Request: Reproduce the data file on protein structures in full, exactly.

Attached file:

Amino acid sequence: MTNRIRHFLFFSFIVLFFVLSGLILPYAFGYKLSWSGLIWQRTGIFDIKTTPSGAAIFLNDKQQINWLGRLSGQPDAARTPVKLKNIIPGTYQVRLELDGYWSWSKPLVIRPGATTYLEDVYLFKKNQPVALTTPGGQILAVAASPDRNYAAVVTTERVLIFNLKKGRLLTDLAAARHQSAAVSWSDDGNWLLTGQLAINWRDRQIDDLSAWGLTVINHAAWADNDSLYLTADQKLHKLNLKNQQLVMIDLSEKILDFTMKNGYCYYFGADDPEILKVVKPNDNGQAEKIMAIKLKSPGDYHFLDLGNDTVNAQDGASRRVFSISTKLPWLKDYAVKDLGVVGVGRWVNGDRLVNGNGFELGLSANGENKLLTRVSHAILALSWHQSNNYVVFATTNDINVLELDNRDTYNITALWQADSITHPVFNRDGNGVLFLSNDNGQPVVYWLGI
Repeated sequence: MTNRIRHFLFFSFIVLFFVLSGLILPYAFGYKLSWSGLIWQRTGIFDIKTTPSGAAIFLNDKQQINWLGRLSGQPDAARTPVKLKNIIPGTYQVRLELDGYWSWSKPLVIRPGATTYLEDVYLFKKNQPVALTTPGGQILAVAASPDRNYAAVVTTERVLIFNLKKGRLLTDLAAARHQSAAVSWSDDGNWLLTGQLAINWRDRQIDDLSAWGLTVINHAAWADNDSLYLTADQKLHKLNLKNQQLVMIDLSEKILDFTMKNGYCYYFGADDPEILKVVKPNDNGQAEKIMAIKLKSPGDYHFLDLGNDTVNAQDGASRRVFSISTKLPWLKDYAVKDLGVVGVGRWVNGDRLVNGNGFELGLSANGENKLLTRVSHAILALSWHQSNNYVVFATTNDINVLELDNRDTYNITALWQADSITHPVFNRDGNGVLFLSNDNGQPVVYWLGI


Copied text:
Amino acid sequence: MTNRIRHFLFFSFIVLFFVLSGLILPYAFGYKLSWSGLIWQRTGIFDIKTTPSGAAIFLNDKQQINWLGRLSGQPDAARTPVKLKNIIPGTYQVRLELDGYWSWSKPLVIRPGATTYLEDVYLFKKNQPVALTTPGGQILAVAASPDRNYAAVVTTERVLIFNLKKGRLLTDLAAARHQSAAVSWSDDGNWLLTGQLAINWRDRQIDDLSAWGLTVINHAAWADNDSLYLTADQKLHKLNLKNQQLVMIDLSEKILDFTMKNGYCYYFGADDPEILKVVKPNDNGQAEKIMAIKLKSPGDYHFLDLGNDTVNAQDGASRRVFSISTKLPWLKDYAVKDLGVVGVGRWVNGDRLVNGNGFELGLSANGENKLLTRVSHAILALSWHQSNNYVVFATTNDINVLELDNRDTYNITALWQADSITHPVFNRDGNGVLFLSNDNGQPVVYWLGI
Repeated sequence: MTNRIRHFLFFSFIVLFFVLSGLILPYAFGYKLSWSGLIWQRTGIFDIKTTPSGAAIFLNDKQQINWLGRLSGQPDAARTPVKLKNIIPGTYQVRLELDGYWSWSKPLVIRPGATTYLEDVYLFKKNQPVALTTPGGQILAVAASPDRNYAAVVTTERVLIFNLKKGRLLTDLAAARHQSAAVSWSDDGNWLLTGQLAINWRDRQIDDLSAWGLTVINHAAWADNDSLYLTADQKLHKLNLKNQQLVMIDLSEKILDFTMKNGYCYYFGADDPEILKVVKPNDNGQAEKIMAIKLKSPGDYHFLDLGNDTVNAQDGASRRVFSISTKLPWLKDYAVKDLGVVGVGRWVNGDRLVNGNGFELGLSANGENKLLTRVSHAILALSWHQSNNYVVFATTNDINVLELDNRDTYNITALWQADSITHPVFNRDGNGVLFLSNDNGQPVVYWLGI